20 Things to Think About When Picking a Middle Name for Your Baby

From Mom.me


Let's face it, naming babies is fun. But most of the brainstorming, research, hand-wringing and opinion-gathering focuses on first names. Middle names, while also important, are often more difficult to select. Here are things to keep in mind before you make your final decision.

What does the middle name mean? A little research into names will help you find options whose meanings might feel important to you.

Family Connection

Are there recurring names in your families? Or special last names that would work well as a middle name? Look through old family photo albums, or talk to relatives. Middle names can break some of the other baby-naming rules, so don't worry about sounding too old-fashioned or too obscure.

Family Tradition

Is there a middle name designated for all first-born children in your family? Or perhaps your family traditionally gives special middle names to kids born in winter or certain days of the week. Or perhaps there's a traditional name that you're not drawn to as a first name but would work perfectly as your child's middle name.

Honoring Someone

When deciding on middle names, make a list of people — relatives, friends, mentors — you might like to honor. Your child will love the connection they have to someone so special to you. The honoree will be moved by such a tribute.


Of course, before making your final decision, write out the initials and make sure you like how the three (or more) letters fit together. You might want to avoid laughable initials. (Think three-letter swear words and bodily functions.)


Make sure the full name flows when you say it. While middle names are a fine place for difficult-to-pronounce or -spell names, make sure you like how everything sounds together when you say it. You'll be saying it a lot in the beginning.

Is it Available?

Sharing middle names with your friends' or other family members' kids is less fraught than first names, but it's still a bit of a minefield. It's always best to go with names not yet claimed in your circle.


Nontraditional spellings of middle names are less of a pain than unconventional spellings of first names. But still, think about why you might be changing how the middle name is spelled and ask yourself why. If you like your answer, go for it.

Fits With the First Name

Well-chosen middle names fit with the first names they follow. The two names sound nice together and have a kind of flow. Though not an ironclad rule, consider (or reconsider) first and middle names that rhyme, start with the same first letter, contain three or more syllables each, or when strung together sound potentially obnoxious or comical. (Think: Amanda Love and Ben Dover.)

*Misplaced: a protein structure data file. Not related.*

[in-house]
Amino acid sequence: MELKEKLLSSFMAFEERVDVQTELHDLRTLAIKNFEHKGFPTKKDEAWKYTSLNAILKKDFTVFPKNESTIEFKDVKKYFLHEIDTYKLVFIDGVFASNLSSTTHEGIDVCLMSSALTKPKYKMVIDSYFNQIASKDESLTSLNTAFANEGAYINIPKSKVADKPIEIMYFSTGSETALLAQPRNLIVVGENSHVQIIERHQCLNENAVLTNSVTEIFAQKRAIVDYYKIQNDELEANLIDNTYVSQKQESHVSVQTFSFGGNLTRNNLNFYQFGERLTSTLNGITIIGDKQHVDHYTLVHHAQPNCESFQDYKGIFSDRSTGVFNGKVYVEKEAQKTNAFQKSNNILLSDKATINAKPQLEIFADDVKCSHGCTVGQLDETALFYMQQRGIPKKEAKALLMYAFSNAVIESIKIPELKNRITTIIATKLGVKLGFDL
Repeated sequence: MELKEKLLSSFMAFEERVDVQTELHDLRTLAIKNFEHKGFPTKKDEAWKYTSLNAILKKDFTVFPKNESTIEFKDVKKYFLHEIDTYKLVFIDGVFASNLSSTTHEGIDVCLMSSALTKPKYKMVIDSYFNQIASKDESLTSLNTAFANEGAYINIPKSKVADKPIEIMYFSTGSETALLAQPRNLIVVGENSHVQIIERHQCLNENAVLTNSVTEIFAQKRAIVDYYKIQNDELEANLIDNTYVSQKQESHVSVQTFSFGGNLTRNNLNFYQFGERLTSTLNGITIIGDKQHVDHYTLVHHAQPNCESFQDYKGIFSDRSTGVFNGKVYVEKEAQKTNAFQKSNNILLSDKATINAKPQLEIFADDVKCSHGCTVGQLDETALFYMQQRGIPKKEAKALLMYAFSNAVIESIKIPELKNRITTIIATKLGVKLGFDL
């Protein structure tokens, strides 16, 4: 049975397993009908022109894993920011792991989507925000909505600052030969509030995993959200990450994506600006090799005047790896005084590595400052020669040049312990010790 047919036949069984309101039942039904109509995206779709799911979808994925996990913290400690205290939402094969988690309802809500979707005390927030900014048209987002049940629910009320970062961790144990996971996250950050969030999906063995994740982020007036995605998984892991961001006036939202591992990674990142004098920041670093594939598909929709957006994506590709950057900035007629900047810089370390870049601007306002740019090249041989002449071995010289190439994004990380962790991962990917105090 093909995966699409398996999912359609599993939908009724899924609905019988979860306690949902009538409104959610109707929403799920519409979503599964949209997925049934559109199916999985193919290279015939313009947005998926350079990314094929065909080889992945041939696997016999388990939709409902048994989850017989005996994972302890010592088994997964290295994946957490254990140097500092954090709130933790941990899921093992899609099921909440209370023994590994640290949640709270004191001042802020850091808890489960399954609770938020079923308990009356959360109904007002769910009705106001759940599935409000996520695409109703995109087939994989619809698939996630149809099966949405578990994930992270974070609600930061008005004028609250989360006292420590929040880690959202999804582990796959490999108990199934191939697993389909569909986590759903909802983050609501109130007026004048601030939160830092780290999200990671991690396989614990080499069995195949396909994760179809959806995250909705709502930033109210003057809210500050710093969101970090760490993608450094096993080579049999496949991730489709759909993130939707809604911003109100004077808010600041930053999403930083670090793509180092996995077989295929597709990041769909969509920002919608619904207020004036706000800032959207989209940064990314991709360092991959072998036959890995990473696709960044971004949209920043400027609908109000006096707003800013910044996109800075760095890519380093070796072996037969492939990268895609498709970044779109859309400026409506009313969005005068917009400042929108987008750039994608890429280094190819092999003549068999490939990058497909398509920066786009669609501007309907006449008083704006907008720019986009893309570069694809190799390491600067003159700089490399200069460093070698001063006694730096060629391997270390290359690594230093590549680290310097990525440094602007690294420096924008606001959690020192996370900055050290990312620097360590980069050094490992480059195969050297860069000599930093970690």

Fits With the Last Name

Equally, make sure the middle name and last name flow together, without any inadvertent secondary meanings or misinterpretations. Depending on last names, double-check how they fit with middle names.

Better as a First Name

Would you secretly like the middle name you're considering to be a first name? When you put everything together, would honoring others, the initials, flow and general daily use of the proposed middle name work a lot better as a first name?

Birth Story

Middle names can be very traditional, or they can be where parents go off-script and bring in unusual elements specific to their child's life. Valentine for a child born on Valentine's Day? Perry for the guy who introduced you and your partner? Paris, honoring the location of your child's conception? (You can tell them when they're older.)


If your partner prefers more traditional first names, middle names are where you can go to have some fun. Why not pick something that's as distinctive as your amazing child? Names can be like mullets — business in the front, party in the back.

Balance Out the First

If you're going very unconventional with the first name, a middle name can set the child up for adult life. Supernova Emily Starr becomes S. Emily Starr in the professional world.

More Than One?

There's no rule that says you can only have one middle name. If you've got two mothers-in-law to honor, then go for it. If you want the kids to have different middle names as well as their mother's last name, you can go for that, too. For future forms and databases, it's best to skip hyphens.

Are Middle Names Necessary?

Children don't necessarily need to have a middle name at all. If middle names are not in your culture, or if you don't want your child to have one for any reason, that's OK, too.

Settle a Name Fight

If you and your partner are fighting over favorite first names, consider designating one as the middle name. Equally, if you have two favorite names or two people you'd like to honor with the birth of your child, play with the order and see which has the nicest flow.

Let Your Child Decide

Why not let your child pick their own middle name? Skip the middle name at birth, and when the child turns 10 or 13 or 18 — whatever significant age — let them make the choice. Be the wacky, cool parents!

Honor Your Culture

Middle names are a great place to honor family culture, whether you were raised in it or not. Look to naming conventions and trends in your culture of origin or your parents' culture of origin. Giving the next generation a connection to their heritage is a great gift.

Twins With Matching Names

Twins with matching or rhyming names isn't much of a trend anymore. But middle names are a great place to honor your twins' twinness. Chloe and Zoe, Madeline and Adeline, Aiden and Cayden, or Daniel and Nathaniel.



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U.S. Daily News: 20 Things to Think About When Picking a Middle Name for Your Baby
20 Things to Think About When Picking a Middle Name for Your Baby
U.S. Daily News
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